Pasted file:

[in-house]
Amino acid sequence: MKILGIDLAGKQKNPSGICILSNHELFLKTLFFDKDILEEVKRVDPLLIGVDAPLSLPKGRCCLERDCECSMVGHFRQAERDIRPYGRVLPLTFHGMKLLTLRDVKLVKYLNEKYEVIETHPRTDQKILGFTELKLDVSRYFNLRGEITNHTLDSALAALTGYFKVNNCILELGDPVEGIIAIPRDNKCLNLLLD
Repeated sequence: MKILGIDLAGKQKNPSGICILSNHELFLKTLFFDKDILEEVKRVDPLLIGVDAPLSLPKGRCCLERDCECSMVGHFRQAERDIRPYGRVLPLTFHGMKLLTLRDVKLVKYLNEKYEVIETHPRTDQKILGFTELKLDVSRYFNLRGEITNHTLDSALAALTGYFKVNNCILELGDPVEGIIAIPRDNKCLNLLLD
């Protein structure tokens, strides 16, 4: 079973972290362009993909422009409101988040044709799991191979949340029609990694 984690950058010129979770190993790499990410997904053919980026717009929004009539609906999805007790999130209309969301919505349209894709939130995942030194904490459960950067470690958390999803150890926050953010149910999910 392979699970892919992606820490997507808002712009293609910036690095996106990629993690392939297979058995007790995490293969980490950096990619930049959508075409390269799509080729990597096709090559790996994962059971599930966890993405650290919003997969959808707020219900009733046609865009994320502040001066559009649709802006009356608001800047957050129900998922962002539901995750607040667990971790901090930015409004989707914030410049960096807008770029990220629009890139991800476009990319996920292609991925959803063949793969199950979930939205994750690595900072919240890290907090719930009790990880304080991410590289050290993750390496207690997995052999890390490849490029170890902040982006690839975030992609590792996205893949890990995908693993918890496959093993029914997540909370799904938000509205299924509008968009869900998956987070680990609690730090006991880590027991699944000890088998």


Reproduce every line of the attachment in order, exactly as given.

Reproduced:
[in-house]
Amino acid sequence: MKILGIDLAGKQKNPSGICILSNHELFLKTLFFDKDILEEVKRVDPLLIGVDAPLSLPKGRCCLERDCECSMVGHFRQAERDIRPYGRVLPLTFHGMKLLTLRDVKLVKYLNEKYEVIETHPRTDQKILGFTELKLDVSRYFNLRGEITNHTLDSALAALTGYFKVNNCILELGDPVEGIIAIPRDNKCLNLLLD
Repeated sequence: MKILGIDLAGKQKNPSGICILSNHELFLKTLFFDKDILEEVKRVDPLLIGVDAPLSLPKGRCCLERDCECSMVGHFRQAERDIRPYGRVLPLTFHGMKLLTLRDVKLVKYLNEKYEVIETHPRTDQKILGFTELKLDVSRYFNLRGEITNHTLDSALAALTGYFKVNNCILELGDPVEGIIAIPRDNKCLNLLLD
């Protein structure tokens, strides 16, 4: 079973972290362009993909422009409101988040044709799991191979949340029609990694 984690950058010129979770190993790499990410997904053919980026717009929004009539609906999805007790999130209309969301919505349209894709939130995942030194904490459960950067470690958390999803150890926050953010149910999910 392979699970892919992606820490997507808002712009293609910036690095996106990629993690392939297979058995007790995490293969980490950096990619930049959508075409390269799509080729990597096709090559790996994962059971599930966890993405650290919003997969959808707020219900009733046609865009994320502040001066559009649709802006009356608001800047957050129900998922962002539901995750607040667990971790901090930015409004989707914030410049960096807008770029990220629009890139991800476009990319996920292609991925959803063949793969199950979930939205994750690595900072919240890290907090719930009790990880304080991410590289050290993750390496207690997995052999890390490849490029170890902040982006690839975030992609590792996205893949890990995908693993918890496959093993029914997540909370799904938000509205299924509008968009869900998956987070680990609690730090006991880590027991699944000890088998």